February 23, 2022
When the Afghan government collapsed last August and the Taliban took control of the country, the US quickly froze the Afghanistan central bank’s assets. The idea was to prevent any utilization of the resources by the Taliban government. Very few Afghans knew much about such assets and their value until they were frozen. It later became known that the amount frozen was about $9 billion, out of which $7 billion had been deposited at the Federal Reserve Bank of New York, with the rest sitting in European banks. The reason the former Afghan government chose the US federal bank was the high amount of trust in the institution and its worldwide credibility. The recent decision by the US government to make half of the $7 billion it froze available for compensating the families of 9/11 victims, while using the rest for humanitarian relief in Afghanistan, has come as a big shock for Afghans around the world.
Ever since the freezing of these assets by the US government, the Taliban have been consistently calling for their release. Few in Afghanistan know the actual purpose of the precious foreign currency reserves that are kept outside of the country. Many believe these assets serve as backup funds to help the Afghan government in times of dire need or emergency, when alternative means of financing become unavailable. Although governments have the authority to utilize such funds in extreme situations and financial emergencies, this should only be done as a last resort. The actual purpose of these hard-earned foreign currency reserves is to give stability to Afghanistan’s central bank and monetary discipline to the value of the afghani, the national currency.
The decision by the US government to split the assets has provoked feelings of grief and despair among Afghans in every corner of the world. They are surprised that the de facto rulers of Afghanistan are being legally associated with the country’s people, who are the real owners of these assets. An absolute majority of Afghans think these funds belong to them rather than the Taliban.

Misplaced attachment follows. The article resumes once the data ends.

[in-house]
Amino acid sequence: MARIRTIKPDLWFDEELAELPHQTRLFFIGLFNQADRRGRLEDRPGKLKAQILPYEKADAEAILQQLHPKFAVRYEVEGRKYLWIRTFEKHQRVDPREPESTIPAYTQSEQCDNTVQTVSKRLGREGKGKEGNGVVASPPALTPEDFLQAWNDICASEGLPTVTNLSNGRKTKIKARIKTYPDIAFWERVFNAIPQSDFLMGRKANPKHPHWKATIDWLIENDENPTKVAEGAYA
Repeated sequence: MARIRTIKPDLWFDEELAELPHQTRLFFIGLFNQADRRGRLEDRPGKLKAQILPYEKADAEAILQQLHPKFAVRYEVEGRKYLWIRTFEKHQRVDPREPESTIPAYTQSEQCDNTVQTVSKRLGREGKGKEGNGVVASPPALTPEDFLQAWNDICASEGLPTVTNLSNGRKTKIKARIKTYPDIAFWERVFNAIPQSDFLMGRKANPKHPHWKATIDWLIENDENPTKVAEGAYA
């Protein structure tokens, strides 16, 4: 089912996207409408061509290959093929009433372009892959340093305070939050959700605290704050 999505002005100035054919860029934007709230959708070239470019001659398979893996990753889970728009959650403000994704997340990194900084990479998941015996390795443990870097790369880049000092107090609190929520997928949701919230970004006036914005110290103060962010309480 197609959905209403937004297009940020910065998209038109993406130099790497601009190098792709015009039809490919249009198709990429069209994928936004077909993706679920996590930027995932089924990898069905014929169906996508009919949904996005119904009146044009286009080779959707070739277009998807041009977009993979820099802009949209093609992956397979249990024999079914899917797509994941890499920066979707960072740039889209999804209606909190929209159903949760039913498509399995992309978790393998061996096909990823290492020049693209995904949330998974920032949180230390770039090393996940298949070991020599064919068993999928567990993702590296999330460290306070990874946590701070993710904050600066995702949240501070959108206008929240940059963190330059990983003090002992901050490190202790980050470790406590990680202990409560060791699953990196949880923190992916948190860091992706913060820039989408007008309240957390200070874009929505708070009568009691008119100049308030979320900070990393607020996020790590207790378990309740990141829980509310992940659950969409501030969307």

There are also concerns that committing $3.5 billion to humanitarian relief — effectively putting this large sum at the disposal of nongovernmental organizations — might be the least effective way to help Afghans, unless proper measures are put in place. As I wrote in a previous Arab News column, the local NGOs have a poor track record of distributing aid. If channeling such funds through NGOs becomes inevitable, they must be held accountable for whether they act like profit or nonprofit organizations.
The Afghan reaction on social media to the US decision on the fate of the Afghan funds was characterized by strong emotions. US Secretary of State Antony Blinken tweeted shortly after the decision that the purpose of the move was to make a substantial portion of the frozen assets available for the benefit of the Afghan people. However, the Afghans’ response has been highly critical. According to White House officials, the decision marked an important step in unlocking the funds to help desperate Afghans, with more than 95 percent of the population expected to be living in poverty by mid-2022.
The decision by the US government to split the assets has provoked feelings of grief and despair among Afghans in every corner of the world.
Although President Joe Biden’s executive order will unlock the funds, the decision to distribute half among families of the 9/11 victims is subject to a court decision. Afghans have little hope that the verdict will block their assets being used for other purposes. This is partly driven by Afghans’ lack of experience with an independent judiciary, with the courts in Afghanistan traditionally used by the executive for political purposes.
Amid all the criticism in the wake of the decision, we should not forget the tens of billions of dollars the US spent on Afghanistan’s reconstruction and development during its 20-year presence. These funds could have achieved far better results had they been used more wisely and efficiently. However, Afghans must hold their own leaders accountable before pointing fingers at others.
At this point, it may be highly unlikely that the US government will reverse its decision on the use of the Afghan assets. While waiting on a decision in the courts, the Afghans have a chance to advocate with the families of the 9/11 victims not to seek compensation from the money that belongs to about 40 million grieving people. There is not a single Afghan family that has not lost a loved one during the past four decades-plus of war and conflict. We also feel pain and suffering as a result of the tragic events of 9/11.
- Ajmal Shams is Vice-President of the Afghanistan Social Democratic Party and a former Deputy Minister in the Afghan Government. Twitter: @ajmshams
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